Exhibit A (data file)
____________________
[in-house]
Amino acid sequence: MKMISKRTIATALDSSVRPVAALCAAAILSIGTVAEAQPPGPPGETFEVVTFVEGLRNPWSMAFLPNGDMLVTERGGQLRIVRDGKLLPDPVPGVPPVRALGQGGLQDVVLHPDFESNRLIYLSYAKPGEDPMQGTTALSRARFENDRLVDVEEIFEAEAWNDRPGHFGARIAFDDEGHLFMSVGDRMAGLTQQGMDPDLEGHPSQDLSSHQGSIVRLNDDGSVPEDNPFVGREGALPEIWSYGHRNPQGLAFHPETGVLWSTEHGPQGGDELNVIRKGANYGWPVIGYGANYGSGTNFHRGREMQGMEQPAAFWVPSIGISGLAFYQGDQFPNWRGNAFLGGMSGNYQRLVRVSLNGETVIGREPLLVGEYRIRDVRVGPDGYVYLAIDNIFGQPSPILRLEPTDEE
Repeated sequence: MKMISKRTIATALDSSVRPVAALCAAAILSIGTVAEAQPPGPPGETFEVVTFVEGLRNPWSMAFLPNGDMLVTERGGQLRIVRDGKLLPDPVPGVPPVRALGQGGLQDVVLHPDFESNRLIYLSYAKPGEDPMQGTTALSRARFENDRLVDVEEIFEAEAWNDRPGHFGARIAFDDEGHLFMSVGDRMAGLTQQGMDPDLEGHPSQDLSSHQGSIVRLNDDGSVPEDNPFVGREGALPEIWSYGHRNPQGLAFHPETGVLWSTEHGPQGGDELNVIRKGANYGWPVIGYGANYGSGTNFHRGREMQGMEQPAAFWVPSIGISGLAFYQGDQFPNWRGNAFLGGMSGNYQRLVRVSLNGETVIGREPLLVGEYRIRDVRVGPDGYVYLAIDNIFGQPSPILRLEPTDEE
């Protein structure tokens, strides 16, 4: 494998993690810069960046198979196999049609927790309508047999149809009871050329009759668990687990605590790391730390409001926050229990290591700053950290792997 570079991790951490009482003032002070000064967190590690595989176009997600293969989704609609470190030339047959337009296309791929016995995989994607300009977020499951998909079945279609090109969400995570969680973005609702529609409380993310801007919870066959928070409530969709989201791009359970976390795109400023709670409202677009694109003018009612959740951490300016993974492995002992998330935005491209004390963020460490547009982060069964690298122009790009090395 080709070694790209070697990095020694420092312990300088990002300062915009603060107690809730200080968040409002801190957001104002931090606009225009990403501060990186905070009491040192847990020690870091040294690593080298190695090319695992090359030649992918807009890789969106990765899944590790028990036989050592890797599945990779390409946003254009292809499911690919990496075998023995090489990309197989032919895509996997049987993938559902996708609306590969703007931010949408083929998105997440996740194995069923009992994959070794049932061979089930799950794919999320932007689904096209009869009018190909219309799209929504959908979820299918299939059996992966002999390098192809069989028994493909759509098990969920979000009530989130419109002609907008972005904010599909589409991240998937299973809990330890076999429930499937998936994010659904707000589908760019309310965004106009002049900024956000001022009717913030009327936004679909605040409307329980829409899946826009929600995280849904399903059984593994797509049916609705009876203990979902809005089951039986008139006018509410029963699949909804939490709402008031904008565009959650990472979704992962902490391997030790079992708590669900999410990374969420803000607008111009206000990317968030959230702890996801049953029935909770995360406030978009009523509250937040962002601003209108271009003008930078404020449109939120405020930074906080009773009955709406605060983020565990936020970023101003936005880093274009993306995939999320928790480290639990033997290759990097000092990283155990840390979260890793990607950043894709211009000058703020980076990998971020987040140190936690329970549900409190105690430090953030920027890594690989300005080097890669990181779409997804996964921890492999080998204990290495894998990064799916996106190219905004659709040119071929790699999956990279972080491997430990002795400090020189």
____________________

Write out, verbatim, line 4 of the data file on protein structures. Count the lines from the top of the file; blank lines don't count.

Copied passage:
């Protein structure tokens, strides 16, 4: 494998993690810069960046198979196999049609927790309508047999149809009871050329009759668990687990605590790391730390409001926050229990290591700053950290792997 570079991790951490009482003032002070000064967190590690595989176009997600293969989704609609470190030339047959337009296309791929016995995989994607300009977020499951998909079945279609090109969400995570969680973005609702529609409380993310801007919870066959928070409530969709989201791009359970976390795109400023709670409202677009694109003018009612959740951490300016993974492995002992998330935005491209004390963020460490547009982060069964690298122009790009090395 080709070694790209070697990095020694420092312990300088990002300062915009603060107690809730200080968040409002801190957001104002931090606009225009990403501060990186905070009491040192847990020690870091040294690593080298190695090319695992090359030649992918807009890789969106990765899944590790028990036989050592890797599945990779390409946003254009292809499911690919990496075998023995090489990309197989032919895509996997049987993938559902996708609306590969703007931010949408083929998105997440996740194995069923009992994959070794049932061979089930799950794919999320932007689904096209009869009018190909219309799209929504959908979820299918299939059996992966002999390098192809069989028994493909759509098990969920979000009530989130419109002609907008972005904010599909589409991240998937299973809990330890076999429930499937998936994010659904707000589908760019309310965004106009002049900024956000001022009717913030009327936004679909605040409307329980829409899946826009929600995280849904399903059984593994797509049916609705009876203990979902809005089951039986008139006018509410029963699949909804939490709402008031904008565009959650990472979704992962902490391997030790079992708590669900999410990374969420803000607008111009206000990317968030959230702890996801049953029935909770995360406030978009009523509250937040962002601003209108271009003008930078404020449109939120405020930074906080009773009955709406605060983020565990936020970023101003936005880093274009993306995939999320928790480290639990033997290759990097000092990283155990840390979260890793990607950043894709211009000058703020980076990998971020987040140190936690329970549900409190105690430090953030920027890594690989300005080097890669990181779409997804996964921890492999080998204990290495894998990064799916996106190219905004659709040119071929790699999956990279972080491997430990002795400090020189």